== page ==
Upper Respiratory Tract Infection

Upper Respiratory Tract Infection (Schoneberger 1992)

The effect of Echinacin on chronic upper respiratory tract infection was studied in 108 human volunteers with 3 or more occurrences of otitis, rhinitis, tonsillitis, pharyngitis, laryngitis, bronchitis, pneumonia, and sinusitis in a half year. The patients were given about 2x4ml/day of echinacin for 8 weeks.

Results: When Echinacin was compared to the placebo group, 36% fewer patient suffered from infections in the Echinacin group. Also the severity of symptoms were lessened, the time between infection was lengthened, and duration of infection was shortened.


References

Burton Goldberg Group. Alternative Medicine: The Definitive Guide. Washington: Future Medicine Publishing, Inc. 1994. Pg 263.

Hobbs C. "Echinacea: A Literature Review Botany, History, Chemistry, Pharmacology, Toxicology, and Clinical Uses." HerbalGram: 30: 33-47, 1994.

Marti J and A Hine. The Alternative Health and Medicine Encyclopedia. Detroit, MI: Gale Research, Inc. 1995. Pgs 90-91.

Mills SY. Out of the Earth: The Essential Book of Herbal Medicine. New York: Penguin Books. 1991. Pgs 487-491.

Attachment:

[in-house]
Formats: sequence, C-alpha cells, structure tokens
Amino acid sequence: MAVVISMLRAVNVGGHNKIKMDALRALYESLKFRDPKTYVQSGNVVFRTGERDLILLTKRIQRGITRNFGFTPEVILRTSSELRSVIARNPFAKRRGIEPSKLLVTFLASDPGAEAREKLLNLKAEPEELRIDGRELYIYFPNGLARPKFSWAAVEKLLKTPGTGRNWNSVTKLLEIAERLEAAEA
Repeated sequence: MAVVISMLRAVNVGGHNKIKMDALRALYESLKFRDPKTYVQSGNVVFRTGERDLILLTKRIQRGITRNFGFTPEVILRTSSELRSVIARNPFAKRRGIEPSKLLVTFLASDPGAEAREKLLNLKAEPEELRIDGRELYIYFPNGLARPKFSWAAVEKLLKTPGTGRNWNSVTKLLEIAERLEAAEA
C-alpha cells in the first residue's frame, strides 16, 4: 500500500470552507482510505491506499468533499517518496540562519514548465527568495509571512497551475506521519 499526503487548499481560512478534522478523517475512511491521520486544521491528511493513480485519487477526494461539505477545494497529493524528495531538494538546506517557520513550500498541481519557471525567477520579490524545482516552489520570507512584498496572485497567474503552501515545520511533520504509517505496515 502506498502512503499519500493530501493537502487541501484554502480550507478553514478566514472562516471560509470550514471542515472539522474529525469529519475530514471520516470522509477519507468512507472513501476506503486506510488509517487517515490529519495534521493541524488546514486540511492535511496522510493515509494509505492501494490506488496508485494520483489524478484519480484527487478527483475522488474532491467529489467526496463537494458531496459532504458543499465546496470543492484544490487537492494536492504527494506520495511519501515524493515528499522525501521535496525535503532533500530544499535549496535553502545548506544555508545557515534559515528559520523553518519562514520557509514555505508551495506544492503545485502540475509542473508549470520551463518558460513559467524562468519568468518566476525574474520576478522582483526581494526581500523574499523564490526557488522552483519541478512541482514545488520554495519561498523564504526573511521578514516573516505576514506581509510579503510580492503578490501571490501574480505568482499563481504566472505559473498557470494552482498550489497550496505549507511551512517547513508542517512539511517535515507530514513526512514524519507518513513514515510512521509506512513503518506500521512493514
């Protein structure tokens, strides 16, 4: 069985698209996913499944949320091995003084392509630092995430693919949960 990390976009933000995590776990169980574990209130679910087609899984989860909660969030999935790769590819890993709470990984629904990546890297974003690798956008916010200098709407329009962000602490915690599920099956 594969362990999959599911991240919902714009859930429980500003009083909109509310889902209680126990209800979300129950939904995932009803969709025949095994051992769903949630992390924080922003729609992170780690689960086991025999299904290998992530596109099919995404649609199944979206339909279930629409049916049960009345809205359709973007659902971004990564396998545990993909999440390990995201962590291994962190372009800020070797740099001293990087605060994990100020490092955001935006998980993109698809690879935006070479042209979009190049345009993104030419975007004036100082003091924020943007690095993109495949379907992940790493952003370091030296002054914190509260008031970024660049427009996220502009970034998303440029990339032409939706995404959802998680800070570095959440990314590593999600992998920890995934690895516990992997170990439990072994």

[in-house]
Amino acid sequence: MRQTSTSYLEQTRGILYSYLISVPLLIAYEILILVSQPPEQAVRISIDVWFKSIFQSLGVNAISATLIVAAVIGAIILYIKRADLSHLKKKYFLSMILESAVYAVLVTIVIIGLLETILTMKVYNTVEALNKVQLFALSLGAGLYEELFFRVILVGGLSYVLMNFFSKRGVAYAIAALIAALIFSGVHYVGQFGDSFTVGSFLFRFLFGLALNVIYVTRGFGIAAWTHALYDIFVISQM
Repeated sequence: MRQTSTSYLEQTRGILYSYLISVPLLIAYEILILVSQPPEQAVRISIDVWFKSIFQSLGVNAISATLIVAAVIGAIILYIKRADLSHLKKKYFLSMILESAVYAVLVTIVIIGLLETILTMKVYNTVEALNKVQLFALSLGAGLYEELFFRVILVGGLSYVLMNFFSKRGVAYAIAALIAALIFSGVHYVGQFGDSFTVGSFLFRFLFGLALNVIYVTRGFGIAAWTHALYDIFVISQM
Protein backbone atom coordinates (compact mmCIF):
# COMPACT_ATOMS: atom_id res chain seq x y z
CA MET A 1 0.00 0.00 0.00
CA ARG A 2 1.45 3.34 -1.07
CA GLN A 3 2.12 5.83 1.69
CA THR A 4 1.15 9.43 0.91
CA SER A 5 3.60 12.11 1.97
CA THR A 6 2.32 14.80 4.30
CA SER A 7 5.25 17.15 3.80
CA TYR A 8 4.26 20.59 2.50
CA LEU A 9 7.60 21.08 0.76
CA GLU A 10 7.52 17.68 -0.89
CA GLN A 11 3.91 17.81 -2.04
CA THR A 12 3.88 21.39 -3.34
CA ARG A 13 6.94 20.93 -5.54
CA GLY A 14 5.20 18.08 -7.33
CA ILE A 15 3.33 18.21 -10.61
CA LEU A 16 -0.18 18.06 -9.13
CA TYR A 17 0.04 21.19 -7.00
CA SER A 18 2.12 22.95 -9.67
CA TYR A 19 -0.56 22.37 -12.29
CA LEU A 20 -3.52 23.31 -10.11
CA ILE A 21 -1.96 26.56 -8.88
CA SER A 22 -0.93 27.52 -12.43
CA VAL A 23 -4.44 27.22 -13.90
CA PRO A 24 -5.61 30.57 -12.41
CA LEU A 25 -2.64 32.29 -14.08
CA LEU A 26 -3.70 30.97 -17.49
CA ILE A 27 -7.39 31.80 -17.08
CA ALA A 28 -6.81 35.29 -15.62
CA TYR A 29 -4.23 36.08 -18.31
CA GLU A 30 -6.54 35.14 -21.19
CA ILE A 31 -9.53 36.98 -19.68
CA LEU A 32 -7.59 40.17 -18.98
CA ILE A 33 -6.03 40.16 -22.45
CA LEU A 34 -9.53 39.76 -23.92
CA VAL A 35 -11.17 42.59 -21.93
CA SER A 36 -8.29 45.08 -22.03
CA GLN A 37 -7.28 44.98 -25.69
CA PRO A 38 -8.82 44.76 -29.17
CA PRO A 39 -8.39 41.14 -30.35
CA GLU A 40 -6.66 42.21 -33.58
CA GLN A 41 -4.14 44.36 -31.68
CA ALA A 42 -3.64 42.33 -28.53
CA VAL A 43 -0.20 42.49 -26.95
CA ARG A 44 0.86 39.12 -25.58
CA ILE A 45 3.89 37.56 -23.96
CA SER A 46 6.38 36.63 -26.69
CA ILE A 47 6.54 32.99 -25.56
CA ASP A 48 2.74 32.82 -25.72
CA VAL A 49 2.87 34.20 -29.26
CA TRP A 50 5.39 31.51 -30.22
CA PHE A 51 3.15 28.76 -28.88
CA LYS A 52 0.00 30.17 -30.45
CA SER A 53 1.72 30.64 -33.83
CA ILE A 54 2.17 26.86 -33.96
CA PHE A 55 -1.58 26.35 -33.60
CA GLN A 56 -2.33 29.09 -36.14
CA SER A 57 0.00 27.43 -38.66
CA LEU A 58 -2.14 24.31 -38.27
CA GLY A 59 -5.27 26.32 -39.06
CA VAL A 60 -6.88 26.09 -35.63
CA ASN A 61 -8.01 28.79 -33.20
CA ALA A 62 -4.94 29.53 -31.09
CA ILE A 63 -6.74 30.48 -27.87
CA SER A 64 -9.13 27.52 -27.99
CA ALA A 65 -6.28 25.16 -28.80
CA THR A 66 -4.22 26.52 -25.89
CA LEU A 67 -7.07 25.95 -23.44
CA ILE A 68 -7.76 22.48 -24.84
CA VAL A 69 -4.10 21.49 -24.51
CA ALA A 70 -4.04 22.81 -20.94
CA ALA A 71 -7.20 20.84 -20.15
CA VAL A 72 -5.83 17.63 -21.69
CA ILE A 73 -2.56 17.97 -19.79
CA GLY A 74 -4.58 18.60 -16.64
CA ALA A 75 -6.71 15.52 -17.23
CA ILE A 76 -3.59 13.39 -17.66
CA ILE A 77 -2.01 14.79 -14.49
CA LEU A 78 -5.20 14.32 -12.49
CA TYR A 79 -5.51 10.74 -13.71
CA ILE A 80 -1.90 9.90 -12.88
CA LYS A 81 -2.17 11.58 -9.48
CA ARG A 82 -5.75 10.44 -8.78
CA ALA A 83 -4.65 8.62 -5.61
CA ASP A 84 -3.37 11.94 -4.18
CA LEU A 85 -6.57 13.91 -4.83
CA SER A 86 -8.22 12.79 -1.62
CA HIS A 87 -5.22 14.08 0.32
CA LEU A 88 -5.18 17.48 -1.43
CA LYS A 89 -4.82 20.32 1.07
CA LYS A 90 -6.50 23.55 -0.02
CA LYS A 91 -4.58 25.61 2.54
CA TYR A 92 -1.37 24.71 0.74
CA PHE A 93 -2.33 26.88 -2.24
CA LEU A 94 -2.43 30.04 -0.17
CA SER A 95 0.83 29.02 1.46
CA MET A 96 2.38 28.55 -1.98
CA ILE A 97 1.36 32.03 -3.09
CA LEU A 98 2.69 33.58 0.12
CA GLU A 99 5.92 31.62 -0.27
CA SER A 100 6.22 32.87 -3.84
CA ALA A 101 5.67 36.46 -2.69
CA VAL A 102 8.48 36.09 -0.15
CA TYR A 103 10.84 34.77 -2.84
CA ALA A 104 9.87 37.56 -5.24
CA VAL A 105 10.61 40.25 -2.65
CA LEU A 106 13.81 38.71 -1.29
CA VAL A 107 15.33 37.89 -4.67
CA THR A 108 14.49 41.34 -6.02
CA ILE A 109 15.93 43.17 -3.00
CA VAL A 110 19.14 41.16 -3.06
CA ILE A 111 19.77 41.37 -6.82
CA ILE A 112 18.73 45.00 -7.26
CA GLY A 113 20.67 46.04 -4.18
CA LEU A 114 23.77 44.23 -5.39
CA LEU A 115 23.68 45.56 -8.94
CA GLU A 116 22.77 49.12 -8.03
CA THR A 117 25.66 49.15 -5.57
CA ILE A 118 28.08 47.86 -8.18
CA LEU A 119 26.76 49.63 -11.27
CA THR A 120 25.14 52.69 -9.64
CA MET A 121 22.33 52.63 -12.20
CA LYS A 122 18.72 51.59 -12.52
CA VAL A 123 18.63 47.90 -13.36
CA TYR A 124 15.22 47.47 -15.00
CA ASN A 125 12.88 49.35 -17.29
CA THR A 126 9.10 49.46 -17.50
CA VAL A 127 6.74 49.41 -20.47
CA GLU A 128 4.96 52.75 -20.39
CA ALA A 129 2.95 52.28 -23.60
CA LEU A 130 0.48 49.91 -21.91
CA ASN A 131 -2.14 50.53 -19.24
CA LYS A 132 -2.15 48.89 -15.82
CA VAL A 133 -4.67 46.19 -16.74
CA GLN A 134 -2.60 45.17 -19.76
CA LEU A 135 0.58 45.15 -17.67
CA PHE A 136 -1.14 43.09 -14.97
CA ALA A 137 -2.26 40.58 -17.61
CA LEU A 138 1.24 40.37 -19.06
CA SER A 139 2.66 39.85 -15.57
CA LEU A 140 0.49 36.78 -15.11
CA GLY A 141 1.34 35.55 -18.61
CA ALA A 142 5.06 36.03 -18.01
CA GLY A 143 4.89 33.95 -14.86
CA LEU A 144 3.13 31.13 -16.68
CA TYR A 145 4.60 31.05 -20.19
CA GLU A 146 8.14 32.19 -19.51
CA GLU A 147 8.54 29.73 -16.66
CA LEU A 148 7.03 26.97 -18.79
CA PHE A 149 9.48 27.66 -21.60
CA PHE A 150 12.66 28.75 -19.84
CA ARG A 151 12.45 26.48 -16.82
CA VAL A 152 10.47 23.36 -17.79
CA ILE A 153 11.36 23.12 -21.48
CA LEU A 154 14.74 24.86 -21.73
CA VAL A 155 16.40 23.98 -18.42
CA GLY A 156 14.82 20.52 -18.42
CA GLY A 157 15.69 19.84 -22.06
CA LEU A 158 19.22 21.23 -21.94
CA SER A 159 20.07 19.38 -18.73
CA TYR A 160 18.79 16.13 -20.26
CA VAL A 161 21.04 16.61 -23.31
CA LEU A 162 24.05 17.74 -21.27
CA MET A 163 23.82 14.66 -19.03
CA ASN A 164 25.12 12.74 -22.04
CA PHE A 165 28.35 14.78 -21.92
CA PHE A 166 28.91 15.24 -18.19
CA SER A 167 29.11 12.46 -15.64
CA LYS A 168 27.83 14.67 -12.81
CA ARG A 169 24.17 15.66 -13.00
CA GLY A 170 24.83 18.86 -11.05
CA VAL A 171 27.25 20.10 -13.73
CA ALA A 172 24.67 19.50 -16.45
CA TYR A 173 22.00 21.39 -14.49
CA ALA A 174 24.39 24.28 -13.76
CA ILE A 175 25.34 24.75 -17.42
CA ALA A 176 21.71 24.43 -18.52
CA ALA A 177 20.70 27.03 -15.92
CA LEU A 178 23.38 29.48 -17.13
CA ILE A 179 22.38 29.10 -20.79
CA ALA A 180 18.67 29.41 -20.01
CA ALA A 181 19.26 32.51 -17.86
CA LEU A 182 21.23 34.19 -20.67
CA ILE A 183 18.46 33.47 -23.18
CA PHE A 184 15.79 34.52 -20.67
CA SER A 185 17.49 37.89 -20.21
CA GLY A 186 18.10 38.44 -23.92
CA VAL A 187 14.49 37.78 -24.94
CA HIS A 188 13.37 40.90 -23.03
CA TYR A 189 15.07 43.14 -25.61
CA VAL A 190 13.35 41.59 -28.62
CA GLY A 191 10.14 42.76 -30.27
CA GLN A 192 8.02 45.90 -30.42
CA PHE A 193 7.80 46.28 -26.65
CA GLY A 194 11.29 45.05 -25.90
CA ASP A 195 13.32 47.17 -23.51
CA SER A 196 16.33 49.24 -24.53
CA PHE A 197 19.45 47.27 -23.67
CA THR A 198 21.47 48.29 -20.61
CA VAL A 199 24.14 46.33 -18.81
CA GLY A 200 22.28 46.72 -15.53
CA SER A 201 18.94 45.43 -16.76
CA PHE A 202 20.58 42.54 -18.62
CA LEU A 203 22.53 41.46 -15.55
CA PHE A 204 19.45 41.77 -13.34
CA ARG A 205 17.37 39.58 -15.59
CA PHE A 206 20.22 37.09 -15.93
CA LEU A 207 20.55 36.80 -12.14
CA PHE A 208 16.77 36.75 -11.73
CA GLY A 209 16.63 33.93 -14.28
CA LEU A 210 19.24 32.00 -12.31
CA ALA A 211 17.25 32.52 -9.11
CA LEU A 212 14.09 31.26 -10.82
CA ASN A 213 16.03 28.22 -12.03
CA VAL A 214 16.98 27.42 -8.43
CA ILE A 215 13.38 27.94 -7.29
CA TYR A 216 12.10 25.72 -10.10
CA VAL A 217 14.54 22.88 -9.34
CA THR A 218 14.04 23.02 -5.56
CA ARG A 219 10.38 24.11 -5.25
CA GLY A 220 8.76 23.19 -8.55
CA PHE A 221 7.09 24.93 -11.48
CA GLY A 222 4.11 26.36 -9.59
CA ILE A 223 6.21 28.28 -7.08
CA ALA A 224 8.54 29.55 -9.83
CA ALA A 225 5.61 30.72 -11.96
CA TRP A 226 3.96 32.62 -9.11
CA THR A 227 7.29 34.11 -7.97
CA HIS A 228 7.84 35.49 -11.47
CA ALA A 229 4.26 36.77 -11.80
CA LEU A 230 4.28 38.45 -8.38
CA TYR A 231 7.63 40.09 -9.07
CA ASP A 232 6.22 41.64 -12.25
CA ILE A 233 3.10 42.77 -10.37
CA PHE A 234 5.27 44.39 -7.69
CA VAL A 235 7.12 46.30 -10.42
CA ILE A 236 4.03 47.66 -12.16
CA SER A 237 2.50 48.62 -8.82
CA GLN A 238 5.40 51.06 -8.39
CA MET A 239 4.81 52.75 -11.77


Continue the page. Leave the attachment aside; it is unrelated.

Murray MT. The Healing Power of Herbs. Rocklin, CA: Prima Publishing. 1996. Pgs 92-105.

Pissordno JE and MT Murray. A Textbook of Natural Medicine: Echinacea. Bothell, WA: Bastyr University Publications, Vol. 1, 1996.

Tyler VE. Herbs of Choice: The Therapeutic Uses of Phytomedicinals. New York: Pharmaceutical Products Press, 1994. Pgs 182-184.

Web Sites:

http://www.sunsite.unc.edu/london/herb.../inal/plants/echinacea_angustifolia

http://www.mothernature.com/Library/Ency/Index.cfm?id=2081004

http://www.islandnet.com/~eclectic/price.html

http://www.herbsinfo.com/pages/echin.htm

http://www.viable-herbal.com/1echinac.htm

http://www.kcweb.com/herb/echin.htm

http://www.herbsinfo.com/pages/pechinac.htm